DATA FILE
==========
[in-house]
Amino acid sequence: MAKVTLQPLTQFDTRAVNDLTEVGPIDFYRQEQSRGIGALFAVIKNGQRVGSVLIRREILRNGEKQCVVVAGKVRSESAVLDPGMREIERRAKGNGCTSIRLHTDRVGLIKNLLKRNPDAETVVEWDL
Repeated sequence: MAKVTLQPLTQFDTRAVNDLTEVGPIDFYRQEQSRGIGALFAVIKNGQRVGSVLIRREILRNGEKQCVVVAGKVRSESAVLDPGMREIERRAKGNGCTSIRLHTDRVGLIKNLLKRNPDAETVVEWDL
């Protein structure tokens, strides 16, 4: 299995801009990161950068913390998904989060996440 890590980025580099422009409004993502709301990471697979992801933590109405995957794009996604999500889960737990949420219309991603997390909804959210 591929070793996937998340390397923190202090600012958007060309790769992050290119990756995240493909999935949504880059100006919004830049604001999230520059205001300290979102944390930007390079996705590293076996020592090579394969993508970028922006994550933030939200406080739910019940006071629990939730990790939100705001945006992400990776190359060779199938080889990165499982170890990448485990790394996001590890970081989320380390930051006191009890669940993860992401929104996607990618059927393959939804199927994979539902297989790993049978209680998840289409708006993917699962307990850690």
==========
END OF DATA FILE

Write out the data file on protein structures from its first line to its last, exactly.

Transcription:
[in-house]
Amino acid sequence: MAKVTLQPLTQFDTRAVNDLTEVGPIDFYRQEQSRGIGALFAVIKNGQRVGSVLIRREILRNGEKQCVVVAGKVRSESAVLDPGMREIERRAKGNGCTSIRLHTDRVGLIKNLLKRNPDAETVVEWDL
Repeated sequence: MAKVTLQPLTQFDTRAVNDLTEVGPIDFYRQEQSRGIGALFAVIKNGQRVGSVLIRREILRNGEKQCVVVAGKVRSESAVLDPGMREIERRAKGNGCTSIRLHTDRVGLIKNLLKRNPDAETVVEWDL
């Protein structure tokens, strides 16, 4: 299995801009990161950068913390998904989060996440 890590980025580099422009409004993502709301990471697979992801933590109405995957794009996604999500889960737990949420219309991603997390909804959210 591929070793996937998340390397923190202090600012958007060309790769992050290119990756995240493909999935949504880059100006919004830049604001999230520059205001300290979102944390930007390079996705590293076996020592090579394969993508970028922006994550933030939200406080739910019940006071629990939730990790939100705001945006992400990776190359060779199938080889990165499982170890990448485990790394996001590890970081989320380390930051006191009890669940993860992401929104996607990618059927393959939804199927994979539902297989790993049978209680998840289409708006993917699962307990850690």